Nick Jones became the first ever (and long-overdue) full-time traffic commissioner for Wales in October 2016, having previously split that role with his duties as West Midlands TC. Until then, the Department for Transport (DfT) had concluded the small number of public inquiries (PIs) and hearings held in Wales didn’t justify a full-time Welsh TC. While admitting that there have been few hearings, he added: “But there weren’t many hearings because there weren’t many investigations, so there weren’t the PIs.”
He continued: “Historically, I’ve complained that the standards in England were different to Wales in a number of respects. In the case of Wales, the DVSA had a presence on the A55 and the M4 but there wasn’t much in between, and there’s a lot of space in between. The very few cases that ever came to my attention [as Welsh TC] often involved operators who didn’t even know what a traffic commissioner was! They can go decades without having any form of enforcement whatsoever.”
There are also issues with Welsh language legislation that isn’t being complied with, said Jones. “In some cases, it still isn’t.” He cited the DVSA’s seminal Guide to Maintaining Roadworthiness document still only being printed in English. “The law says it should be in Welsh, but that’s as far as it goes. So there are significant issues there.”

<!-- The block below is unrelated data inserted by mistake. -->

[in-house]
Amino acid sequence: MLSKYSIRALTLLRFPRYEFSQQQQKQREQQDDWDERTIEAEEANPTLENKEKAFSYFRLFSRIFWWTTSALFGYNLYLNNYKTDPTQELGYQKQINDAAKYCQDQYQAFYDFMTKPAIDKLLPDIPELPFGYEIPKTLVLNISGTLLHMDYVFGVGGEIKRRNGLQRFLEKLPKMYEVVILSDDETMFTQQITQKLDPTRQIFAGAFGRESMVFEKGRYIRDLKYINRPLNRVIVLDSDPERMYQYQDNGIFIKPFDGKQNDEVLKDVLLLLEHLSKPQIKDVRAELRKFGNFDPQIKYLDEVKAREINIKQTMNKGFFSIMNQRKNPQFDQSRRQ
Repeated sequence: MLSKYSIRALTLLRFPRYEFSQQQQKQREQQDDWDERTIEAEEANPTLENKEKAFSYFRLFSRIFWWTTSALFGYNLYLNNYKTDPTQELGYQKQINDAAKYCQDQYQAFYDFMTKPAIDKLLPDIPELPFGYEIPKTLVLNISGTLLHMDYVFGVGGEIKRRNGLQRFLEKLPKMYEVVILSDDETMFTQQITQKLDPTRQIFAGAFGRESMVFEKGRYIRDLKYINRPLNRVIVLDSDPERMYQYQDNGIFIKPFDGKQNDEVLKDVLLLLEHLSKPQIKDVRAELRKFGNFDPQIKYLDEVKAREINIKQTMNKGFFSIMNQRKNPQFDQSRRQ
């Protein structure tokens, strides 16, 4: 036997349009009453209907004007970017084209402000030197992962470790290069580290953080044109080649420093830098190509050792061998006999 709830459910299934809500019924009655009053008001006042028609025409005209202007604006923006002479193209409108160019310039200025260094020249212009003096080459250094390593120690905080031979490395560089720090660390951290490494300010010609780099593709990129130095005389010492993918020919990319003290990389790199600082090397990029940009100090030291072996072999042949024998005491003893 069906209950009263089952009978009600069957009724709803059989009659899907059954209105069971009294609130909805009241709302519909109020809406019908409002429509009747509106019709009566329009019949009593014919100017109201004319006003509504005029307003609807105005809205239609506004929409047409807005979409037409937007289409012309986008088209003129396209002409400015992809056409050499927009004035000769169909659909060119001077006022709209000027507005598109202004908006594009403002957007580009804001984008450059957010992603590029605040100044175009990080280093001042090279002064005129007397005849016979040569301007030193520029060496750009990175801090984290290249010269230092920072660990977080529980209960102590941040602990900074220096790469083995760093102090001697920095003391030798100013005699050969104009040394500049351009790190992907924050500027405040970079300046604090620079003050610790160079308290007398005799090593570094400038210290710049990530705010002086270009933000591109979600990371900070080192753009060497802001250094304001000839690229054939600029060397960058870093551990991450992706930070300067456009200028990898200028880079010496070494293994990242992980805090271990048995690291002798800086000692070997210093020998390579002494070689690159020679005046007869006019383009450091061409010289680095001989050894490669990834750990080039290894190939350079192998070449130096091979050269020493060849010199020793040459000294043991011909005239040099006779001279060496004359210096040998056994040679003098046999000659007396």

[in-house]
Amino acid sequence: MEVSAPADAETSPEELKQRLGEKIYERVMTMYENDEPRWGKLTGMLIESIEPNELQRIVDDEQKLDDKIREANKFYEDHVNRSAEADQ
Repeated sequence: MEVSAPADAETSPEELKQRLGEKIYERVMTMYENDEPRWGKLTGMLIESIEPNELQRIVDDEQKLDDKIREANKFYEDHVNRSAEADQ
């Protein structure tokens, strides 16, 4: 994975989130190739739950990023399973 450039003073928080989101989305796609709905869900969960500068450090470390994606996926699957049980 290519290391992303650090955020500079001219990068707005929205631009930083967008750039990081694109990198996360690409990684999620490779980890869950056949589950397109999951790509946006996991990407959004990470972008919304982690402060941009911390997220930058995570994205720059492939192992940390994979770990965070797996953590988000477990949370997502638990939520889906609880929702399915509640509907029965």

The good news is the situation is slowly improving. “In fairness, there are now more vehicle examiners and traffic examiners in Wales,” confirmed Jones, before adding: “But that’s only because previously there just weren’t many.” The previous lack of dedicated administrative facilities for the TC in Wales also looks like being rectified, following a promise by the Welsh government that the new Transport for Wales offices will include a new dedicated hearing room in Pontypridd, where inquiries will be held. The Welsh government, said Jones, had finally broken the log-jam on resources by providing effectively 100% of the TC’s funding, while also providing funding ‘backfill’ for traffic commissioner Nick Denton in the West Midlands traffic area.
In the meantime, Jones has to make do with whatever facilities are available, with the ‘ad hoc’ nature of that arrangement highlighted by his comment: “I’ve been sitting in courts in Cardiff where I don’t even have access to the Wi-Fi. I’m not allowed to use it because I’m not part of the Ministry of Justice.” Given the regulatory role and responsibilities of the traffic commissioner, that’s most peculiar.
In addition to the proposed Pontypridd hearing room, Jones will also have access to facilities in Cardiff for meetings. “And it looks like we’re going to have accommodation for staff in north Wales, too. We might also have access to a building in Caernarfon, and I’m optimistic we’re going to be in Caernarfon relatively soon, and then we can start recruiting. It’s been two years, which has been very difficult.”
One of the more worrying aspects of the Welsh TC’s presentation was the poor understanding of legal compliance among some operators. Jones told delegates that in a number of recent cases, regarding not meeting O licence obligations, “operators have been incredibly frank with me, and if they’d been represented by a lawyer they may have been advised not to say certain things!”